Lucio Fulci, 1969
Starring: Jean Sorel, Marisa Mell, Elsa Martinelli, Alberto de Mendoza, John Ireland
George, a doctor, has a complicated relationship with his wife Susan, who suffers from debilitating asthma attacks. His mistress, Carol, is frustrated that he’s never going to leave Susan, but all of a sudden she drops dead, seemingly from an asthma attack. Her large life insurance policy helps George clear away sizable business debts, but also makes him the number one suspect. It soon becomes clear that Susan was accidentally poisoned with the wrong medication and did not die of an attack, but then George sees a stripper who looks exactly like her. Is Susan still alive, and trying to frame George for her murder, or is someone else trying to drive him out of his mind?
One on Top of the Other, also known as Perversion Story, is director Lucio Fulci’s first attempt at a giallo — previously his output was focused on comedies, drama, and a western, mostly mainstream fare. Though he would go on to make supernatural horror films like The Beyond, Zombie, and City of the Living Dead and earned the moniker “The Godfather of Gore,” One on Top of the Other is a swingin’ ‘60s exercise in sleaze, double-crosses galore, and murder most foul. The first of roughly five giallo films Fulci made in his career, this hints at the greatness found in 1971’s Lizard in a Woman’s Skin and 1972’s Don’t Torture a Duckling.
Fulci and co-screenwriter Roberto Gianviti (who also worked with him on Sette note in nero) were allegedly inspired by Hitchcock’s Vertigo, and include a dizzying array of twists and turns in their script. Instead of becoming tedious and confusing, the way some giallo plots inevitably do, there is something wickedly fun about Fulci’s use of deception, double-dealing, and backstabbing. This is also really more of a straight-out thriller and lacks the standard giallo outline of a mysterious killer bumping off victims closer and closer to the protagonist. Instead, the protagonist, George — who is basically a slimy bastard — spends the film trying to figure out if his wife was murdered and by whom, and whether or not she is alive and has a hand in the mystery.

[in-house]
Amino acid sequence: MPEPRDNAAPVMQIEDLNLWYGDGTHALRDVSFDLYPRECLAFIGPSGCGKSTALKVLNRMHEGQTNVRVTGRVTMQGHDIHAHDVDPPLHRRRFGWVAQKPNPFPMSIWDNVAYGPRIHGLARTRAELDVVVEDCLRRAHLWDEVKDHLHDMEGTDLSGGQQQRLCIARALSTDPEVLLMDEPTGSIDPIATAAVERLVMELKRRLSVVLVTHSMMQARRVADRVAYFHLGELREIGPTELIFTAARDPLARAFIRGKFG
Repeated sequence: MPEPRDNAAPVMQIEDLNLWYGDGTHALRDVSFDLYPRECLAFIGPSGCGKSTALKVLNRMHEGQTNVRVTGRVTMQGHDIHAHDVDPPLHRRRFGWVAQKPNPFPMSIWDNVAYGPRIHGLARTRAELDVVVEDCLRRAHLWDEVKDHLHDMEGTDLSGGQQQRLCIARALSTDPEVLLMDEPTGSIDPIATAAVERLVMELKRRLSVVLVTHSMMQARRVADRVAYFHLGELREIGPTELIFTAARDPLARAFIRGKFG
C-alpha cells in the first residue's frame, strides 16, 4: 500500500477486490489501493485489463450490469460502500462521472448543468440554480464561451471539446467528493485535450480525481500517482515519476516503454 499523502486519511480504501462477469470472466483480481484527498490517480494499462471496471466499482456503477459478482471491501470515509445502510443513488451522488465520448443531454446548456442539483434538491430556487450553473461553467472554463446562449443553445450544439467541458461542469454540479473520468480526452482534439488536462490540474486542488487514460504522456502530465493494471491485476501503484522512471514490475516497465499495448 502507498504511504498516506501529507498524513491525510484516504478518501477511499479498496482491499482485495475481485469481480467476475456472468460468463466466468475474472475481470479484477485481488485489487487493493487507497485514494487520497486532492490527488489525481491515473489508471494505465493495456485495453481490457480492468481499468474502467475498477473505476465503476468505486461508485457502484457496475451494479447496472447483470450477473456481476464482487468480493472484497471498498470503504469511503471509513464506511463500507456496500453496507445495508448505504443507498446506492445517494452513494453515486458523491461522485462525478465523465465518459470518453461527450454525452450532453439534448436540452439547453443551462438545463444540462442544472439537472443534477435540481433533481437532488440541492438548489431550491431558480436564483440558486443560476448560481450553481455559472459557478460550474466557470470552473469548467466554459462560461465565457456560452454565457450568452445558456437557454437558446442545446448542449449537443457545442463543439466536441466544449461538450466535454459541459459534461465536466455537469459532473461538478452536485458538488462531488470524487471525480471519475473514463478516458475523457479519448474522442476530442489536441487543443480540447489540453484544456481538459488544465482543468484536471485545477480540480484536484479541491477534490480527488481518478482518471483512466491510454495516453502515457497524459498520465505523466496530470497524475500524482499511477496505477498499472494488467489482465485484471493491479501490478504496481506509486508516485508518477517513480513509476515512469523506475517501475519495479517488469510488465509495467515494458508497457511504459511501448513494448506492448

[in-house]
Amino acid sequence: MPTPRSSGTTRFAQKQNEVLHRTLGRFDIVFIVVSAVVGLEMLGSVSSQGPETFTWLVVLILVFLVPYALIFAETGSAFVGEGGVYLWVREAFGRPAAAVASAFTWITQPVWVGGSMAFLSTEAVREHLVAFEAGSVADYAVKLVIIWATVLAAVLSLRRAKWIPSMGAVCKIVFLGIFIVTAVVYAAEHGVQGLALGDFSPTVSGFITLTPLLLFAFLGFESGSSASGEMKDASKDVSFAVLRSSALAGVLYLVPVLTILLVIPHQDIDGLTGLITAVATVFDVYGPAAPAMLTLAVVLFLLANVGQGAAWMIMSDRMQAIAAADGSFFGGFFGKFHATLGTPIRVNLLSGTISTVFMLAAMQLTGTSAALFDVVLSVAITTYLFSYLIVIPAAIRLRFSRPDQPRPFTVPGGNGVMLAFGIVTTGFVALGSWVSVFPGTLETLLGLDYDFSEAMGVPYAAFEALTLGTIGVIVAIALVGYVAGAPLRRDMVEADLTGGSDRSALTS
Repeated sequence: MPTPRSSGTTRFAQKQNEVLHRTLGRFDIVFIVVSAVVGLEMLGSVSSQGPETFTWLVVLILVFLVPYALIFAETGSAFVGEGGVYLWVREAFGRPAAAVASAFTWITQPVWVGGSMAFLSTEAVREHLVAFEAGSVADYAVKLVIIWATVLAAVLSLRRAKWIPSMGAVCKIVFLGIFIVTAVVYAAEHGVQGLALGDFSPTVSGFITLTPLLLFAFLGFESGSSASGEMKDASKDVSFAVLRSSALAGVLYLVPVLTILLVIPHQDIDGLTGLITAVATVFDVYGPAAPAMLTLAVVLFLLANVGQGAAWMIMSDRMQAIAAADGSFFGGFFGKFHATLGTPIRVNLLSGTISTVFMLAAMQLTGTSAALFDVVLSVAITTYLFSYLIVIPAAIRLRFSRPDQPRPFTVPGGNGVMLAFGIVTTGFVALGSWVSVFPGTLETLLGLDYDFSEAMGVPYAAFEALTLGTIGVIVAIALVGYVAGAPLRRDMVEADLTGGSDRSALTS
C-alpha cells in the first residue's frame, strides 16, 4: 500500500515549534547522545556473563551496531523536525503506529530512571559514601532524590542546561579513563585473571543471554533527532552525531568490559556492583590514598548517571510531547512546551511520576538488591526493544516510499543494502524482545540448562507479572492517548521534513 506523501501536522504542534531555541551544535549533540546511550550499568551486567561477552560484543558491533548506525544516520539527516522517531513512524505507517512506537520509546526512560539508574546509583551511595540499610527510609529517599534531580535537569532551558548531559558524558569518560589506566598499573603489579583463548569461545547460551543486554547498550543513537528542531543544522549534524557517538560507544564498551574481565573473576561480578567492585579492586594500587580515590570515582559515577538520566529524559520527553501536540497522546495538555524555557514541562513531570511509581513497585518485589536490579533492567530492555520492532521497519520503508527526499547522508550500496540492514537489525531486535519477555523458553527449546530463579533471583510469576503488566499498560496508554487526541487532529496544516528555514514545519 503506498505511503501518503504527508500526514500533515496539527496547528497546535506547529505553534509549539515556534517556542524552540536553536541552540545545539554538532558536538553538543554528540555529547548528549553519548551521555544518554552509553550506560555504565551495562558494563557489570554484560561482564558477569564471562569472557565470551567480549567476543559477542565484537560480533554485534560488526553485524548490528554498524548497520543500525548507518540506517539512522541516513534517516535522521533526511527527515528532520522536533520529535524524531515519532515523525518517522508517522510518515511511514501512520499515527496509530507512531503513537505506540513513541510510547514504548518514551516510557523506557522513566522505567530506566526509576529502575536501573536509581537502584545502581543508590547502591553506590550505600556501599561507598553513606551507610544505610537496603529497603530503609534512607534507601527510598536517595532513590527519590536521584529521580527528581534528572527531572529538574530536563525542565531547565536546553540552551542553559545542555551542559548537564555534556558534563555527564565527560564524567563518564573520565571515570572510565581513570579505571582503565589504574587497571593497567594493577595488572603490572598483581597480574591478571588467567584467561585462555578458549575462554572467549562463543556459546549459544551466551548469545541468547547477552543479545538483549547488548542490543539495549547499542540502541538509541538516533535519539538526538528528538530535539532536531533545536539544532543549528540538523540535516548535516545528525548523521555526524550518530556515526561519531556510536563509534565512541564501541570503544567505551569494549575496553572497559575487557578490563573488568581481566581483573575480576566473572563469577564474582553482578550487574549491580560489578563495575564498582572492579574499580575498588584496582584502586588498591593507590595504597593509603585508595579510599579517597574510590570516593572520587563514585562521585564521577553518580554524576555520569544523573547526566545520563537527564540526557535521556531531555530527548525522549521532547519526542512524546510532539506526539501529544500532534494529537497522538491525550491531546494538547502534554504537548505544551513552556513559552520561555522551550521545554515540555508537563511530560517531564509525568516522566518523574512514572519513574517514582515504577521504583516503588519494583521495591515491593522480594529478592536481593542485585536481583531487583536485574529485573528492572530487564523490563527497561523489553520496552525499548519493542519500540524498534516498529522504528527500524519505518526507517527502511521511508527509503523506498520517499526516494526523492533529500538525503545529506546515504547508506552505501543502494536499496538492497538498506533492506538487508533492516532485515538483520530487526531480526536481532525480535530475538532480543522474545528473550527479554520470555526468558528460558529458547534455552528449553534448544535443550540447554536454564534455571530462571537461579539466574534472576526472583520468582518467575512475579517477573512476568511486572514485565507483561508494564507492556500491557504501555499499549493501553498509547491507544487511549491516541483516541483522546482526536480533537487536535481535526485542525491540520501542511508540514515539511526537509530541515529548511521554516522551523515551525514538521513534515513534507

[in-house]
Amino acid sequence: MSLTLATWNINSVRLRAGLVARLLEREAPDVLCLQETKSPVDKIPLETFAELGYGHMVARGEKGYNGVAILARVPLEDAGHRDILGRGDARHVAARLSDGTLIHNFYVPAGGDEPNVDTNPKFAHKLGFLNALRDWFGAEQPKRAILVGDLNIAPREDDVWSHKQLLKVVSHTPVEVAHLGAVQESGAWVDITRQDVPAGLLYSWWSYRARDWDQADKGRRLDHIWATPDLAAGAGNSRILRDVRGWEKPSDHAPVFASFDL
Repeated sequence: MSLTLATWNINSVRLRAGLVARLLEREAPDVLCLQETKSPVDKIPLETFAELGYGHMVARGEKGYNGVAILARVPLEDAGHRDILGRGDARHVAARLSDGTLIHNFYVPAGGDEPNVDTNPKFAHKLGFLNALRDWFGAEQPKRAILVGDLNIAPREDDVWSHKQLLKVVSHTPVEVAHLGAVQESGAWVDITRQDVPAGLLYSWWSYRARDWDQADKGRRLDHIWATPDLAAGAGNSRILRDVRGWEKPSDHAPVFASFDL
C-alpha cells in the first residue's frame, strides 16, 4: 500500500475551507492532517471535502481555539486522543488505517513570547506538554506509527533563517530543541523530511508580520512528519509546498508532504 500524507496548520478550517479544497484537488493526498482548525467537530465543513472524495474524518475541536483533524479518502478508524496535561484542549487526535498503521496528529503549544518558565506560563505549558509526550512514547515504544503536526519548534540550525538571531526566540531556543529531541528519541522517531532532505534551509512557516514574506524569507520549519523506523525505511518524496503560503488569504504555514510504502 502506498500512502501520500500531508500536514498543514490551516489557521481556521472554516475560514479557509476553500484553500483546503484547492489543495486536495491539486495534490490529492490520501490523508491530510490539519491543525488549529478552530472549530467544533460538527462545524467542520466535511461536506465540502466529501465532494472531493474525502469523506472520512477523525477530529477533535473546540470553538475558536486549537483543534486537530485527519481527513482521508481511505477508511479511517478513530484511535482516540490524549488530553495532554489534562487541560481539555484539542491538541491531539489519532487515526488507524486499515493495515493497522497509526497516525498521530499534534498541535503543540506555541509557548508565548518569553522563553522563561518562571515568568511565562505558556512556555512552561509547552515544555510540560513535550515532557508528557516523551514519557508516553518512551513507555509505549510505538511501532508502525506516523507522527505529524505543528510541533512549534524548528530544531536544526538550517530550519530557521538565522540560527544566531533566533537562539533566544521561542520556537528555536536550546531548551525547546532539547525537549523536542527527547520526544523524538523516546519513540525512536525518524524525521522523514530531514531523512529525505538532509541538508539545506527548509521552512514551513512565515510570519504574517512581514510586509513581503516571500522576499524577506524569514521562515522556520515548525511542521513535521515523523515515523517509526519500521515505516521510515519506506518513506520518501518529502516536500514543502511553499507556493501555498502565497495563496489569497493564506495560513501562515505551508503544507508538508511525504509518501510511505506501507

Lead Jean Sorel was a giallo regular, particularly in that period, in films like Lizard in a Woman’s Skin, The Sweet Body of Deborah, A Quiet Place to Kill, Short Night of the Glass Dolls, and more. Though he’s a flat, unemotional actor, he’s handsome enough to pull off his role as the man at the center of the mystery. It’s difficult to like George, as he’s cheating on his sick wife, for whom he has little affection, preparing to dump his mistress, running his medical practice into the ground, and cheating his business partner, who also happens to be his brother, out of money. Yet, Sorel is charismatic enough to keep us following along, even when the plot gets a bit bogged down with dialogue and inaction. He’s not as well used as in Fulci’s next giallo, Lizard in a Woman’s Skin, but his welcome, stylish appearance usually indicates an entertaining 90-minutes are ahead.
But Sorel can’t hold a candle to the film’s true star, Marisa Mell (Danger: Diabolik). She’s drop-dead gorgeous, as always, in her dual roles as the shrill, sickly wife and the uneducated, though glamorous exotic dancer who makes her entrance with a slow striptease on top of a motorcycle. It’s easy to see why George and Jane become obsessed and both pursue relationships with her during their investigation of her identity. And keep your eyes and ears peeled for supporting performances from American B-movie regulars John Ireland (Satan’s Cheerleaders) and Faith Domergue (This Island Earth), and an enjoyable soundtrack from Riz Ortolani.
Fulci’s dizzying sense of style and cinematography also emerge here, with shots of mirrors, close-ups, a (comical) face through a water cooler, and, my personal favorite of his trademarks… the unrestrained use of the zoom lens. Some of the film was shot on location in San Francisco and other cities in California, allegedly including a shot in the San Quentin State Prison gas chamber. This is far from his best work, but it’s also light years beyond his worst (Sweet House of Horrors is certainly a contender). It’s the least seen of his giallo films, but definitely deserves some attention from fans of Fulci, giallo films, and thrillers alike. And for those who find Fulci's work too sleazy, One on Top of the Other is incredibly tame by the standard set by the rest of his films, so it might be a decent introduction for newbies. Fortunately it’s available on DVD in a pleasant edition from Severin Films, which includes the excellent score on CD.